Fine, your news chief says, we cover the big stories, and the rest of the EU news is esoteric. This is simply not true. In today’s world, 80-90% of environmental laws are not decided in the UK Parliament, but in Brussels (not my figure but that of the leading environmental organisations in Europe). Yes, this legislation is often transposed into UK legislation, but it is decided first in Brussels. The BBC gives more attention to the detailed transposal of the EU law, than it ever gives to the negotiations which lead to the law in the first place. A news organisation wishing to inform its audience accurately should, in theory, give 80-90% of its coverage on environmental news to EU affairs. But the fact is that the proportion is probably only 1-2%. Is this not an extraordinary situation?
We have yesterday in Parliament every day, but do we even hear a summary report on the monthly plenary sessions of the European Parliament (which has codecision powers on those environmental laws)? No. Do we ever hear about the work of the important European Parliament committees (where the power of the European Parliament is wielded)? No.
Do any of your presenters, even on Radio 4, actually properly understand the way laws are made in the EU?
I ask this, because their questions to UK politicians about EU subjects very often sound naive (if not inaccurate) compared to those about UK affairs, which are deft and skillful.
Two presentational examples of many, I could go on and on.
Is it fair and right that the BBC goes on and on failing, by dint of the way its news and current affairs is organised, to properly inform British citizens of the major news developments that take place on a daily basis in the EU institutions. As I am sure you can understand, this failure has highly significant consequences for the way the UK public views the EU, its achievements, failures and difficulties.
Yours very sincerely,’

15 July 2000

I have seen the sun today, but only in fits and spurts. Saturday afternoon is always time for jazz, care of Radio Three’s Geoffrey Smith and ‘Jazz Record Requests’.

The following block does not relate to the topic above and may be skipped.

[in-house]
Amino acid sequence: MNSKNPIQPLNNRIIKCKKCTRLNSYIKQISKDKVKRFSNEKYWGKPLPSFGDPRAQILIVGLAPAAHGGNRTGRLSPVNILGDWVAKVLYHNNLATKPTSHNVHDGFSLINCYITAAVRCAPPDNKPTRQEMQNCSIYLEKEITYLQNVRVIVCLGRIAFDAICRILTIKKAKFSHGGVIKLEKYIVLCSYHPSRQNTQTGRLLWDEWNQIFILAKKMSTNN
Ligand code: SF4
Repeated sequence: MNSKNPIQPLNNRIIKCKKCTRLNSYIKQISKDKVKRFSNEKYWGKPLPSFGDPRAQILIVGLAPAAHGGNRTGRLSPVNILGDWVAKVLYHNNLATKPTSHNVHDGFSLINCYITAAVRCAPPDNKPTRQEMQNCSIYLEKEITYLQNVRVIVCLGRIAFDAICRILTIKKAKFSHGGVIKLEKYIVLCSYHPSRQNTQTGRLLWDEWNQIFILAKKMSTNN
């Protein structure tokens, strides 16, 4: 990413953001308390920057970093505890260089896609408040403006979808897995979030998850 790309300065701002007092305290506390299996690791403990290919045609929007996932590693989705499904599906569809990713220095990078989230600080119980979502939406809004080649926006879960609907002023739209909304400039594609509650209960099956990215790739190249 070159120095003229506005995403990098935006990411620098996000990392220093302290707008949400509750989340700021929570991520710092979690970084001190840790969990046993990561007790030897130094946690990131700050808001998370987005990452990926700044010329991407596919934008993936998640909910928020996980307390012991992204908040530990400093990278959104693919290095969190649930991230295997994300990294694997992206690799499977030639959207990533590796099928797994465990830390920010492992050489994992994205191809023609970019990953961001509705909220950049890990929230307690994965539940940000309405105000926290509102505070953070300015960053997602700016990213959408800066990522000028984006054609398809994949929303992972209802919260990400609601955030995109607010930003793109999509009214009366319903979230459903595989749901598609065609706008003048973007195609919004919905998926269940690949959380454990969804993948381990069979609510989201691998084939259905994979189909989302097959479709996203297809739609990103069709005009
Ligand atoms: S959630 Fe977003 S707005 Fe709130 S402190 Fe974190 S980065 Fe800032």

I still have the taste of badly-made lemon biscuits in my mouth; it’s almost as if I put too much bicarbonate of soda in, but I didn’t put any in at all, which is a bit strange. I put lumps of mixture on the baking tray because the recipe assured me they would melt flat. They didn’t. They look and taste a bit like rock cakes.

England beat the West Indies at a one-day match this afternoon (by an extraordinary 10 wickets), which should see them through into the final against Zimbabwe next weekend. This match was held in the northeast, at Chester-le-Street, but the previous match between these two sides was held at Lords, last Sunday. It was abandoned before lunch, before even England had completed its first innings. This was a terrible thing to happen. Why? Because Ads and I were actually there, at Lords, in wonderful £50 seats - generously donated by Julian. Well, he only offered them to me on Friday. His company has had a debenture on these Lords seats for many years now. Ads and I drove up to Mum’s early on Sunday morning, where we were treated to a second breakfast, and then we bused down the Finchley Road. It was all rather exciting. I have been to Lords, but not for, what, 20 years perhaps, certainly not since the futuristic media centre and plush Mount Stand were built. Julian’s seats are right at the front of the top tier in the Mount stand, parallel with the wicket with a superb view. The ground was quite full and, to start with, buzzing. But the weather was always threatening, and England’s batting was hardly scintillating. I persuaded Ads to sit fairly still and take part in the match as a spectator for a couple of hours, then I let him wander round. Later, at the first rain stoppage, the both of us took a turn around the outer walkway. It was crammed with crowds of boozers trying to keep out of the rain, or trying to get another drink. I was relieved to get back to the relative sophistication of the Mount Stand with its elegant spacious design. The cricket came back for a few minutes, then went off again. We watched the intricate business of placing and removing the covers with great interest, but time dripped by and by and by, and the rain came on stronger, and the crowds started to drift off slowly. After three or more hours, we finally departed too. It had been worthwhile, just, to have come, for the experience of Lords, but it could have been so much more. Only a week or so earlier, England had beaten the West Indies at Lords in a thrilling test match, which was finished on the third day. We had a up of tea at Mum’s and then drove back to Elstead.